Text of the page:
"Chacon went across the street to eat and they wouldn't feed him because of segregation. He came back to the hotel, upset with tears in his eyes, saying he wanted to go back to Venezuela, saying how could he play ball if he couldn't eat. Ricketts was our captain, and he said we should all go eat there. So we went back there, sat in and they said they wouldn't feed us.

"We sat there until they called the police. But they said that civil rights had passed and they had to feed us. About that time I made up my mind that I didn't want to eat, that I was just going to sit there and see what took place. Finally, they said they would feed us, and they brought out food but I wouldn't eat."

After that, Jones and his teammates went back to the hotel, packed their belongings and headed to a motel on the other side of the city where they would be accepted and able to get a meal. But as they reached the motel, city officials, Jones said, flagged them down and asked that they return to the hotel.

" 'We can't have this,' they told us," Jones said. "We have to go to the hotel and make this work because we have a team [the Braves] coming. So we all went back to the hotel."

That wasn't the end, though. Buffalo traveled to Jacksonville for its next series, and the same problems arose at a restaurant near the hotel. Once again, they sat-in as a team, with Jones taking part.

"We sat there for an hour, and no one waited on us. So Dick got up again and talked to the owner," Jones said. "He went and got the waitress and asked why she wouldn't wait on us. And she said she wasn't going to 'wait on these [expletive].' He said her job depended on it, and she left. We got waited on and went back the next day. The same lady came over and waited on us and apologized, saying she didn't think the situation through the day before. She sounded very sincere."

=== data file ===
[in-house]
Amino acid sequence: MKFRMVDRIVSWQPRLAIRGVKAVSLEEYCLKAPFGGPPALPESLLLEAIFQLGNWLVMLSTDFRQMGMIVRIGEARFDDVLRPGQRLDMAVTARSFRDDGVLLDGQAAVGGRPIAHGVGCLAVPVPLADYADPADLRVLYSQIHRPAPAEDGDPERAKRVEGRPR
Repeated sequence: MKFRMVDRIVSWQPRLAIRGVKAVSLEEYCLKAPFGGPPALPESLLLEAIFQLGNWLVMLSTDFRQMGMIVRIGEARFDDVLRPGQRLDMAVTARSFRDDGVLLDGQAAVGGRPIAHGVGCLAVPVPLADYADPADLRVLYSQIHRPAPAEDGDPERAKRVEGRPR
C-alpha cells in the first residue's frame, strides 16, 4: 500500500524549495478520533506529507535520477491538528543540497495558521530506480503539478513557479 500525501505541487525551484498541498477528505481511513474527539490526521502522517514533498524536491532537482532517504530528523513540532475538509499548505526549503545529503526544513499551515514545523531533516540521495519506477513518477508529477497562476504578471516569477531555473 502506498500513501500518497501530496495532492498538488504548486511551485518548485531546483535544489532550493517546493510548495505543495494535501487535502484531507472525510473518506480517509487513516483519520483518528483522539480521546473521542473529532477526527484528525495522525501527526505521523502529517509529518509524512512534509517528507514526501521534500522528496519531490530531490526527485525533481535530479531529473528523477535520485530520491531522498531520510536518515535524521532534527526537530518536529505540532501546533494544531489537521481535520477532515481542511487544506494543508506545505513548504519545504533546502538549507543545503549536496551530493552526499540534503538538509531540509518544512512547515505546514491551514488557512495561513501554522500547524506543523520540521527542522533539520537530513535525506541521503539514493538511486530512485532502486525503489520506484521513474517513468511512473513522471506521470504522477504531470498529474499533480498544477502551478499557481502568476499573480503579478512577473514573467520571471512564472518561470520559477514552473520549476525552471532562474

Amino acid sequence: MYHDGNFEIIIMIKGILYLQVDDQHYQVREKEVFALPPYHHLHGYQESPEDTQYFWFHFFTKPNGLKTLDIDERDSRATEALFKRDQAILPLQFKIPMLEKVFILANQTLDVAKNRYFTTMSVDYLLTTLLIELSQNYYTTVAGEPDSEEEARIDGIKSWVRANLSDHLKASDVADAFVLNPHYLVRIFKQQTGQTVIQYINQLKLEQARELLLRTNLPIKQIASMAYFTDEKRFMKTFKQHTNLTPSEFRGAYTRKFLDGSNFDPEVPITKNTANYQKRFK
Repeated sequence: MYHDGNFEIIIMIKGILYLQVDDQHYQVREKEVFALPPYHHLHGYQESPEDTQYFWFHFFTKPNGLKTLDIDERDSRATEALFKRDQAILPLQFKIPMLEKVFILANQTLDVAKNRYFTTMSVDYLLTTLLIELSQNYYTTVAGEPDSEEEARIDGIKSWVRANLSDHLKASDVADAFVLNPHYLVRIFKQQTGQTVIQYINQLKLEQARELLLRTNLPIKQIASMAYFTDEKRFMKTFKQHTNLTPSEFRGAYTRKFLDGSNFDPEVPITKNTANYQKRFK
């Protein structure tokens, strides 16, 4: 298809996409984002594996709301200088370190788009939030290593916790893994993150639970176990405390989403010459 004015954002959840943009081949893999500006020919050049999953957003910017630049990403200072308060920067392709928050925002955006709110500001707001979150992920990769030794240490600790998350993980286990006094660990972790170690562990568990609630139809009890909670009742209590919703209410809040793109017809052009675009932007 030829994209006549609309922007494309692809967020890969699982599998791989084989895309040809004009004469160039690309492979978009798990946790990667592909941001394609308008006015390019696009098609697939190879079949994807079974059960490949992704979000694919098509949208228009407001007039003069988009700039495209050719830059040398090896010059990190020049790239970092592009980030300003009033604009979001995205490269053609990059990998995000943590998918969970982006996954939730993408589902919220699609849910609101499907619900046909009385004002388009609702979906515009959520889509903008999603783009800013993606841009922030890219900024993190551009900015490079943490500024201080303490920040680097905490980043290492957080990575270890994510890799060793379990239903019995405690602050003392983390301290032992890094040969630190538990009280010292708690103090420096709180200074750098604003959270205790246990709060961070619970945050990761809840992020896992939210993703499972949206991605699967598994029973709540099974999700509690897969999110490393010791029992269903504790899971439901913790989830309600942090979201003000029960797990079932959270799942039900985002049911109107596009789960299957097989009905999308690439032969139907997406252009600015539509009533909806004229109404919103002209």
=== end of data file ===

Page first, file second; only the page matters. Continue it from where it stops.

Jones said he never encountered such bigotry once he got to the Major Leagues. He established himself as one of the bright young stars of the game when he arrived on the scene, eventually helping the Mets to a World Series championship in 1969. He hit .340 that year, good for third in the league. It was also the highest single-season average by a Met until John Olerud hit .354 in 1998.

Though Jones went on to have a solid Major League career -- he had a .281 career average before retiring in 1976 -- he never considered himself a trailblazer because of the road he traveled to reach the big leagues. He left that praise for Jackie Robinson.

"I don't consider myself a pioneer," he said. "I consider Jackie Robinson the pioneer. He was my favorite player of all time. What I went through all day, and then having to go on the field and concentrate, I know how tough it was for me. But I had the confidence and support of my teammates, even white players. When you look back at it, you think of what a great person he was and the sacrifice he made because he did it alone. That's what made him so much better than all of us."

Jones says that things in Mobile haven't changed much over the years. There have been few racial incidents, and when integration did take place, it went smoothly. Jones doesn't hate and there's no bitterness. He understands people and knows change, even today, takes time.

"I was in a situation in Carolina once, where I got in the batter's box and a guy stands up and yells, '[Expletive], if you hit that ball, I'll come down there and get you.' Well, I hit that ball, a line drive off the wall, and the guy came down and says, 'Boy, you ain't scared of nuthin.' You're gonna be a good one.' Often what comes out of people's mouths is not what they mean."

It all goes back to the lessons he learned growing up in the baseball-rich county of Mobile.